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I take it that the hon Gentleman rightly refers to the enablers and promoters of such schemes. As he knows, I take that extremely seriously, and I have insisted on that point ever since I became Financial Secretary. I will say more about that shortly.
I return to the point that such schemes were contrived tax avoidance schemes that were typically run through an offshore vehicle. A person would receive a monthly amount of pay, often deliberately set at or around the level of the personal allowance to maximise the tax avoided, and above the national insurance lower earnings limit, so as to qualify the person concerned for the national insurance contributions required to receive a state pension. Of course, that did not reflect the person in question’s true earnings because, alongside that payment, they would receive a further top-up payment described as a loan. In many cases, the top-up payment far exceeded—often by a large multiple—the salary element declared for tax purposes.
Those facts are not genuinely in doubt, and all Members who have taken part in the debate have rightly condemned tax avoidance, but I put them on the record again because they highlight how contrived that form of tax avoidance typically was. They also go to the root of the problem.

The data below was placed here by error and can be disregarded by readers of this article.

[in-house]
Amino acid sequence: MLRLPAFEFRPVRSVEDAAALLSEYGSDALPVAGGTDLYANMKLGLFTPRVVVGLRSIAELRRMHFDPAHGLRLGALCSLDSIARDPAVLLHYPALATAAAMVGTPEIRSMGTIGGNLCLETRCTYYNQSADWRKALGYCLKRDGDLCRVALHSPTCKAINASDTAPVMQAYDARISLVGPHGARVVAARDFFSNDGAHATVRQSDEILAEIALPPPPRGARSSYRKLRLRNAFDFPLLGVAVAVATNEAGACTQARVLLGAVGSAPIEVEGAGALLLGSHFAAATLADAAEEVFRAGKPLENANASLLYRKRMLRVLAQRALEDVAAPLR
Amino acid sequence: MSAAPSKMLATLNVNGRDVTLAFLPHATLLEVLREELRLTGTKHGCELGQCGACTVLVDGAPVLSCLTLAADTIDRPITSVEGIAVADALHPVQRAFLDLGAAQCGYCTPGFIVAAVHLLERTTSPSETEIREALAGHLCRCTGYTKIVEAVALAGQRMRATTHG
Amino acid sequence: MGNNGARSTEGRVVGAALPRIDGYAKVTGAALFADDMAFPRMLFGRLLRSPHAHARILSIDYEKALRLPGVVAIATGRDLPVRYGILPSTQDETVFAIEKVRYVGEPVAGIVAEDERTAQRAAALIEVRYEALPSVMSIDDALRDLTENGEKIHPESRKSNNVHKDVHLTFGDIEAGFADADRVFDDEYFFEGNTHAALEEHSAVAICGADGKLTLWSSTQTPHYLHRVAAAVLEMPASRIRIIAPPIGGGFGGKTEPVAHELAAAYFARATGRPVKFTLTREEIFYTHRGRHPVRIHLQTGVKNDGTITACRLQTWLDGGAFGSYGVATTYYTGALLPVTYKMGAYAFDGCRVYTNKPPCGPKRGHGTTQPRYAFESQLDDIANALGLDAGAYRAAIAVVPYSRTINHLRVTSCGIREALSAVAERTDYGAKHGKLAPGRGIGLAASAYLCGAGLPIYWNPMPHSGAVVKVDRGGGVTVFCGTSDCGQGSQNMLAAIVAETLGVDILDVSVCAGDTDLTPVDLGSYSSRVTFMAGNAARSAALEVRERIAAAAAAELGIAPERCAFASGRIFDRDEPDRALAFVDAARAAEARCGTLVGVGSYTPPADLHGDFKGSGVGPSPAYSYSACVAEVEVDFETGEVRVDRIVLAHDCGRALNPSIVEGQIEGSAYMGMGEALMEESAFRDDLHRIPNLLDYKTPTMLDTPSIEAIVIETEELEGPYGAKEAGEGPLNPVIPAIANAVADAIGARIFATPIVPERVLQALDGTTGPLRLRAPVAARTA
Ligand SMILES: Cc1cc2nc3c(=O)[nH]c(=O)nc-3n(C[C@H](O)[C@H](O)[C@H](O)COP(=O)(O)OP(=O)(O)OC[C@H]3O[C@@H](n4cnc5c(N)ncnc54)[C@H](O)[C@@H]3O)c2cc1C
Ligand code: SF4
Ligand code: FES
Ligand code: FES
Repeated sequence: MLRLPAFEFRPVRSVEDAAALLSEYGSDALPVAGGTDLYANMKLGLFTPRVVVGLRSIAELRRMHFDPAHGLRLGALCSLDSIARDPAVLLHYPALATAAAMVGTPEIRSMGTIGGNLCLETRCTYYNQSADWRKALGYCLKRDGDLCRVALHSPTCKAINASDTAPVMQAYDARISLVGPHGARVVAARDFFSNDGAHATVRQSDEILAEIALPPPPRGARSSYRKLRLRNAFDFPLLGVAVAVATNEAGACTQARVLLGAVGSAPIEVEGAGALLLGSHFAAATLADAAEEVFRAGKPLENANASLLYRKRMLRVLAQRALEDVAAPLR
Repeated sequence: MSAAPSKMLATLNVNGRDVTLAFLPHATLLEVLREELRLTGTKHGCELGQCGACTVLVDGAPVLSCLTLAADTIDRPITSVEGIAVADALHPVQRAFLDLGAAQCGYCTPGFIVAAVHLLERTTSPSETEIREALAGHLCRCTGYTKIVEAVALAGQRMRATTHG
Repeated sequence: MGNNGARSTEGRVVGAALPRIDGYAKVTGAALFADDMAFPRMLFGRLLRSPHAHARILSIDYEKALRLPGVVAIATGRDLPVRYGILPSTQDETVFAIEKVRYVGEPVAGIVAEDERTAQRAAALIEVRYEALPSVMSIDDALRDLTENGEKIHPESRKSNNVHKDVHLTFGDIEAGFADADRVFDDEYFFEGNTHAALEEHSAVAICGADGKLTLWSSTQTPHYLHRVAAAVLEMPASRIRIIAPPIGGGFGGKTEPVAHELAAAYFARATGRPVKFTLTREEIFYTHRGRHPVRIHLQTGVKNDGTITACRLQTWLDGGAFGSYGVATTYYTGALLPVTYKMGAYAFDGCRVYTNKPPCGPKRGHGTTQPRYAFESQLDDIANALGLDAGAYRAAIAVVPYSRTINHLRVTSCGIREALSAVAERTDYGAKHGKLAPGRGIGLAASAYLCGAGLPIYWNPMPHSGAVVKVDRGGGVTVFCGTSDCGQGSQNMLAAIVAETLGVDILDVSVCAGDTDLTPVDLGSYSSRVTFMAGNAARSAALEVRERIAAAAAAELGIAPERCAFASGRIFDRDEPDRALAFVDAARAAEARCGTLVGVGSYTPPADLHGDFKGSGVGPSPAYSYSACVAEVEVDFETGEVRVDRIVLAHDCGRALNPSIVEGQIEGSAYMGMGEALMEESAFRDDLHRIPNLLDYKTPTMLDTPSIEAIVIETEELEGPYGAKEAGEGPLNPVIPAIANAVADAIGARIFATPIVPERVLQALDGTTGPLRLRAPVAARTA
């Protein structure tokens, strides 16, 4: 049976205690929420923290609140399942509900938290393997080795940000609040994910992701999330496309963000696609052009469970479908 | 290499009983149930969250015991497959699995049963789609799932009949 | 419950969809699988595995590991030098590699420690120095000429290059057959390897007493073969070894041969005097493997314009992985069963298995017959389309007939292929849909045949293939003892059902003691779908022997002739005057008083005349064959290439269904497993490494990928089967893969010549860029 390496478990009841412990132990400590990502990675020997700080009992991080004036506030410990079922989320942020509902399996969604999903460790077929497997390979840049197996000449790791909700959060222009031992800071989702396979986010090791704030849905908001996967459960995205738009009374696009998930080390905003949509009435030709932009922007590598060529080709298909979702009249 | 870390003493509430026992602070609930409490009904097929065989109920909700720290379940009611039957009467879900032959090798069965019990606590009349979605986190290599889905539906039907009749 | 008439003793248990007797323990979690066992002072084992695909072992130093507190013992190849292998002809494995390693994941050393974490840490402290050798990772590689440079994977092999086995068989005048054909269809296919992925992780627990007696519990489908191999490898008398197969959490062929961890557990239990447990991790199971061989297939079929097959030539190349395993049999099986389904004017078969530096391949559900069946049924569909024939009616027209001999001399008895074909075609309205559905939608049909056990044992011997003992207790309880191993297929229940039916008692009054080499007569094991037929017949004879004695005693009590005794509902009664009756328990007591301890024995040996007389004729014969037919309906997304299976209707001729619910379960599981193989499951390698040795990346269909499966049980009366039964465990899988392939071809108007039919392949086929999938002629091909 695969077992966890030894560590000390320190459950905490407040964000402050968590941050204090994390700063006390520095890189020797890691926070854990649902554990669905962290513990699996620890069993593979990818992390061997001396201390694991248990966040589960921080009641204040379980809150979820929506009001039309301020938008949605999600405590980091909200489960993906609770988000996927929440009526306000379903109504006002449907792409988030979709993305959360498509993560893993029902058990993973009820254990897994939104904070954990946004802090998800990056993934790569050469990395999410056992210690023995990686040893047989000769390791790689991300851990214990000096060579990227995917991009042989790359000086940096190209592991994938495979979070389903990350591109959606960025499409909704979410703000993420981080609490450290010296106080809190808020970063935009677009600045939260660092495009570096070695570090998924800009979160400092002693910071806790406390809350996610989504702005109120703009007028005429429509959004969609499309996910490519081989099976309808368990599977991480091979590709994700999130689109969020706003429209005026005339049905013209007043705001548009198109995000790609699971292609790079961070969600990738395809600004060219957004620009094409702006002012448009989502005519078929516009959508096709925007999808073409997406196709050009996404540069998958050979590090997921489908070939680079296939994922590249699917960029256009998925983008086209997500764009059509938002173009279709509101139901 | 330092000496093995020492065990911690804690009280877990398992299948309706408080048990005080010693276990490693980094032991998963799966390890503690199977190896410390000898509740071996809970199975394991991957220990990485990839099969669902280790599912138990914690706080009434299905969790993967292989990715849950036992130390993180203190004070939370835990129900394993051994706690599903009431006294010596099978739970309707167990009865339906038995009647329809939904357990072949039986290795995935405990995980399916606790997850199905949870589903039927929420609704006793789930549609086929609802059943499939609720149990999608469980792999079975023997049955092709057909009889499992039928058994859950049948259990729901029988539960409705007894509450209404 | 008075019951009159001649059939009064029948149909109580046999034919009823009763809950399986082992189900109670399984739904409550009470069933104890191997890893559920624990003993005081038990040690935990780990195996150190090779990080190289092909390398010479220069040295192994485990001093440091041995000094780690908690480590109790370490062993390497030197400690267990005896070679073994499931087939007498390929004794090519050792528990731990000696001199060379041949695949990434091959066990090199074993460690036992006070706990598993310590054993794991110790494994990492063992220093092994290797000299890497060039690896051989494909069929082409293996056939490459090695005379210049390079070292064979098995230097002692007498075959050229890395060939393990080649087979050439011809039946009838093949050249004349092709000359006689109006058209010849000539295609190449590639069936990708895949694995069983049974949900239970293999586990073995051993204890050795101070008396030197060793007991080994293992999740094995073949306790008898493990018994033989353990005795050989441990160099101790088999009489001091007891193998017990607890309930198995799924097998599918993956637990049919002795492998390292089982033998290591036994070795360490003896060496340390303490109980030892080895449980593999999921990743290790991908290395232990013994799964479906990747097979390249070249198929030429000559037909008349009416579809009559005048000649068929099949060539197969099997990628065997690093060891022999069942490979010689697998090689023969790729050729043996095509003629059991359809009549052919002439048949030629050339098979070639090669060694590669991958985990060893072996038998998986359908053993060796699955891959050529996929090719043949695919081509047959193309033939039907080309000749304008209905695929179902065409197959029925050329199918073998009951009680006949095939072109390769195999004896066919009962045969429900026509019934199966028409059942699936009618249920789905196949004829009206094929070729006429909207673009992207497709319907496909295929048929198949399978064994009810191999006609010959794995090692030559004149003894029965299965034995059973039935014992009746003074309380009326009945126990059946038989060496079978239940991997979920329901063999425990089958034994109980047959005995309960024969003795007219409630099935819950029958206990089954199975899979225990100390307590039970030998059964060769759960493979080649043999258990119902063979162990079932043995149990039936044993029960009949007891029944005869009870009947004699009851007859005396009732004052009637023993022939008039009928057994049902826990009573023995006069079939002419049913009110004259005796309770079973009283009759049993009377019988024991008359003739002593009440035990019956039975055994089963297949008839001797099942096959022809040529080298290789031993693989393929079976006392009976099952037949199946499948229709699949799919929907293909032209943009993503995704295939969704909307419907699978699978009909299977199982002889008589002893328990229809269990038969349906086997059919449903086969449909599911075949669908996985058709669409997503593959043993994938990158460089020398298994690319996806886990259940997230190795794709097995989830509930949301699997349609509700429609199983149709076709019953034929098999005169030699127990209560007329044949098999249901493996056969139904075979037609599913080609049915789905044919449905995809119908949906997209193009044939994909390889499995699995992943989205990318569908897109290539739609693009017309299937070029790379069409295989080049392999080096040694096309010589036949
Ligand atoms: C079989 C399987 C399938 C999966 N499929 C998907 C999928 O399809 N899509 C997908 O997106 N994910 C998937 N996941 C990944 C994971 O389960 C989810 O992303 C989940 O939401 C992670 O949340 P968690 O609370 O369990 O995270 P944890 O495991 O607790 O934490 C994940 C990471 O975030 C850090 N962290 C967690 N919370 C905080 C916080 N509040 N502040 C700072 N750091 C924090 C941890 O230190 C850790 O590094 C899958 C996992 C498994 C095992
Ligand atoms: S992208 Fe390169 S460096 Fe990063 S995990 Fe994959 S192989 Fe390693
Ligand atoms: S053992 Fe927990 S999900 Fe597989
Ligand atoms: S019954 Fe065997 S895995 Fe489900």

My right hon. Friend the Member for Haltemprice and Howden raised the issue of thesauruses and dictionary definitions. Let me remind him of the difference between a dictionary definition and a thesaurus. A thesaurus gives an alternate word of supposedly the same meaning. A dictionary definition tries to explain exactly what it is that is being talked about.
The dictionary definition of a real loan is,
“an amount of money that is borrowed…and has to be paid back”.
That accords with our natural experience, as hon. Members will discover if they try to take out a business loan from a bank and not pay it back. If they try to take out a mortgage and not pay it back, they will find the same to be true.
Those loans, however, were not designed to be paid back. They were rather different from loans that might be made to employees that then get written off, on which tax is typically chargeable. They were not designed to be paid back. They were employment income in disguise, so they were subject to tax.